Mental Health/Nervous System
Battling Depression One Step at a Time
Battling Depression One Step at a Time with the TrekDesk
The Centers for Disease Control report that 9% of U.S. adults suffer from depression with the highest rates reported in the Southeast.
A CDC report on the mental health of Americans showed an estimated 9% of U.S. adults meet the criteria for clinical depression. The state by state breakdown reported the lowest rate in North Dakota at 4.8% and the highest rate of depression in Mississippi at 14.8%. A regional breakdown showed the highest rates of adult depression in the Southeast.
Lela McKnight-Eily, a clinical psychologist and epidemiologist at the CDC related these higher concentrations may be due to higher rates of obesity, heart disease, stoke and sleep patterns all of which are caused in part by sedentary lifestyles. These conditions are mitigated by continual daily movement as offered by the TrekDesk Treadmill Desk.
TrekDesk is the first affordable, full sized, height adjustable work station which when added to an existing treadmill allows individuals the opportunity to walk at slow speeds while they work/study achieving 10,000 steps in as little as 3-4 hours.
"The most significant challenge facing most Americans today is finding the time, motivation and mechanisms which allow them to move throughout the day. There is a growing body of medical evidence proving that optimum health is dependent upon continual movement and 30 -60 minutes of exercise a day is not sufficient. These numbers and other reports out of the CDC on rising rates of obesity, dementia, diabetes and heart disease can be directly correlated to the decline in activity for most Americans," stated TrekDesk CEO Steve Bordley. "TrekDesk is a great tool to keep employees walking throughout the day and walking has been proven by numerous studies to enhance mood, productivity, disease prevention, and weight loss as well."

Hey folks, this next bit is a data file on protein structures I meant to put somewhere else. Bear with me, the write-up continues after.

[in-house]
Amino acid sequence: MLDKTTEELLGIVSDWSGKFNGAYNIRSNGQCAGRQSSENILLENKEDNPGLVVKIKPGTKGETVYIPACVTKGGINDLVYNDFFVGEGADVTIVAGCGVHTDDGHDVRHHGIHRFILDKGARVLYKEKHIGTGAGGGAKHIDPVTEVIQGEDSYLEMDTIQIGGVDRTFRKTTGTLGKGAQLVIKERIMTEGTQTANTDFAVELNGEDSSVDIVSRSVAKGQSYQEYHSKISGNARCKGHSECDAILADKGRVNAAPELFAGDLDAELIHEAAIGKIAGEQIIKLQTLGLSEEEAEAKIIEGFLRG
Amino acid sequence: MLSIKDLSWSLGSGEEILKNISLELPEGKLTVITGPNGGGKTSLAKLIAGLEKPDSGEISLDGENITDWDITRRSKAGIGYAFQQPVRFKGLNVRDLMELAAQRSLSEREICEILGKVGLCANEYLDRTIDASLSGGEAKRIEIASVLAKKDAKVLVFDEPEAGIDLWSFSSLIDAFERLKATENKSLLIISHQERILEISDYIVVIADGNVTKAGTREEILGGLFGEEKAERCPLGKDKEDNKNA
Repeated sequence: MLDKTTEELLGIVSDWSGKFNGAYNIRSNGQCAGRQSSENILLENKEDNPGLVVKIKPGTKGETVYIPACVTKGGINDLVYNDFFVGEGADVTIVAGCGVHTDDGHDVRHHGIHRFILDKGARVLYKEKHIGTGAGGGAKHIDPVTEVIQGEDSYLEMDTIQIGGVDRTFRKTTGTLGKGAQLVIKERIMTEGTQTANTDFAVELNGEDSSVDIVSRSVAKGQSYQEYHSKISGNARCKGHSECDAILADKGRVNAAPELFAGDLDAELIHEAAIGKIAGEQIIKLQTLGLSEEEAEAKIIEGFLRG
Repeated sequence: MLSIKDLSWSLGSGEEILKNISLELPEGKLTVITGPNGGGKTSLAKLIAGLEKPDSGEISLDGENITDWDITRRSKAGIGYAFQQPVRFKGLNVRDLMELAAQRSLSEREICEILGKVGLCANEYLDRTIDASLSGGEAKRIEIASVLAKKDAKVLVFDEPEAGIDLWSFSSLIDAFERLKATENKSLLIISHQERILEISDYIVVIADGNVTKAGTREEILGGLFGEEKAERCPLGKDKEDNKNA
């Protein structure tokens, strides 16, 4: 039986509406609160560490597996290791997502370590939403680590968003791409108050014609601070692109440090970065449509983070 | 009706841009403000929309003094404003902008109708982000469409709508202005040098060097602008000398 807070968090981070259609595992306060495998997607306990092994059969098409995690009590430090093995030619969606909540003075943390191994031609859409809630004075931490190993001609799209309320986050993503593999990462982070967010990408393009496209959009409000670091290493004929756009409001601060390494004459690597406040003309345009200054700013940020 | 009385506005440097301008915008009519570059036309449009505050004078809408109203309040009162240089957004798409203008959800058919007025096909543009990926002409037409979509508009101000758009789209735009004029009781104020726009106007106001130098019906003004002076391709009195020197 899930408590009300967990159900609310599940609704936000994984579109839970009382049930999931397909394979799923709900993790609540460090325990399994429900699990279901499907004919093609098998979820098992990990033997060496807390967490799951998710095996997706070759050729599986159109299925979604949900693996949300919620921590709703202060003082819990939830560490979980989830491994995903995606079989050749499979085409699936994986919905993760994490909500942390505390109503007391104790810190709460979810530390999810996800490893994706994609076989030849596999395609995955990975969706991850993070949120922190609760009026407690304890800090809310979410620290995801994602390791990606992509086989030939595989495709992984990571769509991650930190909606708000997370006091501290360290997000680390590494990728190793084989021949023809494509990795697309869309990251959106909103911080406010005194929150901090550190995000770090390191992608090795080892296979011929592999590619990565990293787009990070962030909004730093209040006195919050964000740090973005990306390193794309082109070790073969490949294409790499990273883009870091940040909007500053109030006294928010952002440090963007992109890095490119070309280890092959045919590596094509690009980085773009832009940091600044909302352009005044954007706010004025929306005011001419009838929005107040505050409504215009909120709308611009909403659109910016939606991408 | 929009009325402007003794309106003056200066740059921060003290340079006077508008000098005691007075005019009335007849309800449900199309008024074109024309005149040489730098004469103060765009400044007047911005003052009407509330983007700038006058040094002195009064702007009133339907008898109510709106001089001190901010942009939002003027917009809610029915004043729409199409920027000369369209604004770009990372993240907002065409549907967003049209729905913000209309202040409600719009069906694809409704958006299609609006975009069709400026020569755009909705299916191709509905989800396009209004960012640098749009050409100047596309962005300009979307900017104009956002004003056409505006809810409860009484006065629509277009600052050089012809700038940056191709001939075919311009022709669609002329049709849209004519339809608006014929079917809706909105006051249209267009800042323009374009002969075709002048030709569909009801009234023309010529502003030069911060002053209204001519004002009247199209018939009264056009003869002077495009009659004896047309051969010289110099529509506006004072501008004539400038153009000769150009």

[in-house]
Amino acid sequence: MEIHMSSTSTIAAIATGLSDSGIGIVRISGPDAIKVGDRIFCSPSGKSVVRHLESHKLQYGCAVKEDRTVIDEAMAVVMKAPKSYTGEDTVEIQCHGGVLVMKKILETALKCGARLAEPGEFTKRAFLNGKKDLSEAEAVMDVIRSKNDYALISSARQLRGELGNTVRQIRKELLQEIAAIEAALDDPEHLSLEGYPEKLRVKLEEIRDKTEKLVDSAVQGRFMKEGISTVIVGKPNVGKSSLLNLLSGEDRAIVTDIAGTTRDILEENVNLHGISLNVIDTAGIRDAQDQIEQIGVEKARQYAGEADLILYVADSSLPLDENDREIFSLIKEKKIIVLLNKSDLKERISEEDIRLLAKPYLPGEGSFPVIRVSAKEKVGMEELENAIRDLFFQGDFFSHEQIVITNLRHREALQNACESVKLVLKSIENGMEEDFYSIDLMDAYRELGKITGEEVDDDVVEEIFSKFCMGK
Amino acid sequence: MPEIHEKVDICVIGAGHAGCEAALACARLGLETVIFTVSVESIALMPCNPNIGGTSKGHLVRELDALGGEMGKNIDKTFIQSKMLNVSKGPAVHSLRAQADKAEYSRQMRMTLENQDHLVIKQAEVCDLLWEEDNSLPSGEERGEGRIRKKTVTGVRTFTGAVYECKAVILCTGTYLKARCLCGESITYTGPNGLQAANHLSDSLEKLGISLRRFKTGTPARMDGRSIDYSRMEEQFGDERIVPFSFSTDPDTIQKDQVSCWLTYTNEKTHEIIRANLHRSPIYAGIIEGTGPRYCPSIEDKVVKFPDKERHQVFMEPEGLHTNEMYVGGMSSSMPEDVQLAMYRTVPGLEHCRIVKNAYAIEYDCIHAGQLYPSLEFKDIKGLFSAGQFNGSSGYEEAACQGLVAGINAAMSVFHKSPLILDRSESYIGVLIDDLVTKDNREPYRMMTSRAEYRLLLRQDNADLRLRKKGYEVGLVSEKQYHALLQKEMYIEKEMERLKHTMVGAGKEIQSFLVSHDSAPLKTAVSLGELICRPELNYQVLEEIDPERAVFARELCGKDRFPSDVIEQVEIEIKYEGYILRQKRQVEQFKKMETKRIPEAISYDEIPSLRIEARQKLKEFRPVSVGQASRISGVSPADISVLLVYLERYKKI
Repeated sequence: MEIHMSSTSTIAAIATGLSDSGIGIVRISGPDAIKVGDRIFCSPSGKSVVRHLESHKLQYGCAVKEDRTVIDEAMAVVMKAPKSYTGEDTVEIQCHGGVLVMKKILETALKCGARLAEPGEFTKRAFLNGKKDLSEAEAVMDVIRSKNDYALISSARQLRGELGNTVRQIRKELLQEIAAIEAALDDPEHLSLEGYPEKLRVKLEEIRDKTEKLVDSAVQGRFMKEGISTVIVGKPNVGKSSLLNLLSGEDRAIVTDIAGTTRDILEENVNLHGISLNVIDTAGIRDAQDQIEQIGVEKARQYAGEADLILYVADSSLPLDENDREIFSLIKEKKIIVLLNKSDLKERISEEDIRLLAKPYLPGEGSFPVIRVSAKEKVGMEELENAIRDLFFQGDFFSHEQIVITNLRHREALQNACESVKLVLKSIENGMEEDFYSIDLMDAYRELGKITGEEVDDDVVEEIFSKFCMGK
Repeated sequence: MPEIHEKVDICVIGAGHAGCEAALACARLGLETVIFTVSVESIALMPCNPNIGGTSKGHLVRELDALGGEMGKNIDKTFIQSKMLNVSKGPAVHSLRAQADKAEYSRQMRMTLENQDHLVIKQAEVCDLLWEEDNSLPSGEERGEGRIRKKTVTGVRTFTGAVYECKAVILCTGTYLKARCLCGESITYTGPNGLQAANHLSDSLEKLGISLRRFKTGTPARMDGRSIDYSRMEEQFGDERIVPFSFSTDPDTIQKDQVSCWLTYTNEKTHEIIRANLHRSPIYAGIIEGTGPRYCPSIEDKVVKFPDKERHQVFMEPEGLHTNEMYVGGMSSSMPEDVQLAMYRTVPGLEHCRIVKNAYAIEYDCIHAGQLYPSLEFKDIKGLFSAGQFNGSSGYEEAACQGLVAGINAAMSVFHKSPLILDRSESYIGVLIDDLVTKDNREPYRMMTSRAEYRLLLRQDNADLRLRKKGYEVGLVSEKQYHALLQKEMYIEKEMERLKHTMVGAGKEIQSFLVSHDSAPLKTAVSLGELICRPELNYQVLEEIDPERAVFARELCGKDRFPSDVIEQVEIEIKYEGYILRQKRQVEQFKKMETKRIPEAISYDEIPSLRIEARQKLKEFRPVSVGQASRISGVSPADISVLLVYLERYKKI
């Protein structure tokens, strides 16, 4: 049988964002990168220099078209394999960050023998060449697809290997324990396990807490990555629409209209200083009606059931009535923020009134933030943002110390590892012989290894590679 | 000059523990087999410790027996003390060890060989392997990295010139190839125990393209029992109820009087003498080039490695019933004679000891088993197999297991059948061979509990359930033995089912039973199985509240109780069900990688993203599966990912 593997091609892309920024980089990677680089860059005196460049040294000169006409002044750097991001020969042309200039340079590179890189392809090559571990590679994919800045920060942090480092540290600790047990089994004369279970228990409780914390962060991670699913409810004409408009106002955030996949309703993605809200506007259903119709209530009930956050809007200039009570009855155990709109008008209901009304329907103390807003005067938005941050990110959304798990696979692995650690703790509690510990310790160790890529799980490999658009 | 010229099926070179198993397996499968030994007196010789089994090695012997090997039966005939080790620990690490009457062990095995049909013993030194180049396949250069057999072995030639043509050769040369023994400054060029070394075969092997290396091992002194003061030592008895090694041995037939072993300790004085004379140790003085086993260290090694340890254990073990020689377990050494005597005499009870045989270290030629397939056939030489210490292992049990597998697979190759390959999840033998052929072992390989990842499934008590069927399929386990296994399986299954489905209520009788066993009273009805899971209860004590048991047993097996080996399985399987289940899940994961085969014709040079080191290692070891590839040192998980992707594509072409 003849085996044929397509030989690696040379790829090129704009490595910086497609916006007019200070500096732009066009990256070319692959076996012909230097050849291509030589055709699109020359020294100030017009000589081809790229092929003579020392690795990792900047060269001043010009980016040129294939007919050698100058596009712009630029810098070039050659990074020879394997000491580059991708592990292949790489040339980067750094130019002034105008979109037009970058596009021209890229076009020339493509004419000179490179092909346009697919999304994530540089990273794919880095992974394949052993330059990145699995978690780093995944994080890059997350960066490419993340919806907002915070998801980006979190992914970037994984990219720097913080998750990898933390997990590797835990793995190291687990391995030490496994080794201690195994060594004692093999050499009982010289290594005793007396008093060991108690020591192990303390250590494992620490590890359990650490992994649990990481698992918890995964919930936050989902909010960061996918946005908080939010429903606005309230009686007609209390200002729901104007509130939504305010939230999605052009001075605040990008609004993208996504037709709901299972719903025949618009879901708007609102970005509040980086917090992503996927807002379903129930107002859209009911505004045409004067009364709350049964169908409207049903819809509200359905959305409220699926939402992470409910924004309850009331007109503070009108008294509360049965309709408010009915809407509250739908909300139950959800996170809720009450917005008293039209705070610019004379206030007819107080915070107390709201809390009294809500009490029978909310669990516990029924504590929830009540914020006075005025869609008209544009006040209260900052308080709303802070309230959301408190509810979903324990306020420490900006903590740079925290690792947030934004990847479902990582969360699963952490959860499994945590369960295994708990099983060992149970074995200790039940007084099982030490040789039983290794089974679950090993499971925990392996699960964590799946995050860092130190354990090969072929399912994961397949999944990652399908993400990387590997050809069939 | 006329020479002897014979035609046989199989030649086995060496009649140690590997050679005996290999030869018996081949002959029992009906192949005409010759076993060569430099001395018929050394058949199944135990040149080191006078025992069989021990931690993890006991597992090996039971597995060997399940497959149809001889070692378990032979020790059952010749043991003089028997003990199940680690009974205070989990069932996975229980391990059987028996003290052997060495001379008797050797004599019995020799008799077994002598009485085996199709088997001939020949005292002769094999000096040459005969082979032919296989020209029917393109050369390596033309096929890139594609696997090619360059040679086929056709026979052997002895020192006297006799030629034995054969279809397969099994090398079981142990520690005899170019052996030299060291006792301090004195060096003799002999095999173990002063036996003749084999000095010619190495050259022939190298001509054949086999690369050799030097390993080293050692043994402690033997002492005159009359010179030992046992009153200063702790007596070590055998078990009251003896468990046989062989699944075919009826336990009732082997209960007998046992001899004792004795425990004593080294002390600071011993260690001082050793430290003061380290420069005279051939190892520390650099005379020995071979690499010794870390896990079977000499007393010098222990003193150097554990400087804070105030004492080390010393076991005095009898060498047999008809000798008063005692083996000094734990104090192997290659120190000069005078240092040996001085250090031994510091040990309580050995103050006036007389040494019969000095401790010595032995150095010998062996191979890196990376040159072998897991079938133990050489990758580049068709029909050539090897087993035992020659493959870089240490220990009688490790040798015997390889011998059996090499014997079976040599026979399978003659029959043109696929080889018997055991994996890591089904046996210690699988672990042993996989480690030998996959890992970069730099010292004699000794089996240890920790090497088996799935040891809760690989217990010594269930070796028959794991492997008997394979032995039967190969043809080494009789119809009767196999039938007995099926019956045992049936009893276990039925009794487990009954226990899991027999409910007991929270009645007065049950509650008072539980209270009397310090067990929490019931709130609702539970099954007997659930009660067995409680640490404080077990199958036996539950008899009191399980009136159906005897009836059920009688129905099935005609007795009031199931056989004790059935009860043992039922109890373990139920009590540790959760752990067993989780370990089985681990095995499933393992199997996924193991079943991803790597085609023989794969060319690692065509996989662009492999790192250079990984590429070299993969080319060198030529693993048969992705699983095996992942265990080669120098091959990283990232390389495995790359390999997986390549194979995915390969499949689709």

Studies have shown walking is actually significantly more effective in treating depression and faster acting than the most often prescribed medications for depression.
Dr. James Blumenthal published a study in Archives of Internal Medicine ten years ago treating three groups of older adults suffering from a major depressive disorder.
Group A received 30 minutes of exercise three times a week, Group B received the antidepressant Zoloft, and Group C received both.
Group A (exercise only) showed significantly better improvement in symptoms than even Group C which exercised the same amount and received the anti- depression medication Zoloft.
"We caution anyone who suspects they are suffering from depression to first consult with their physician,” stated Bordley, “however we would also encourage them to ask about the studies showing exercise as a more effective alternative to medications during their office visit."
Join TrekDesks “Movement Revolution” to learn more about these studies on TrekDesk’s Facebook page.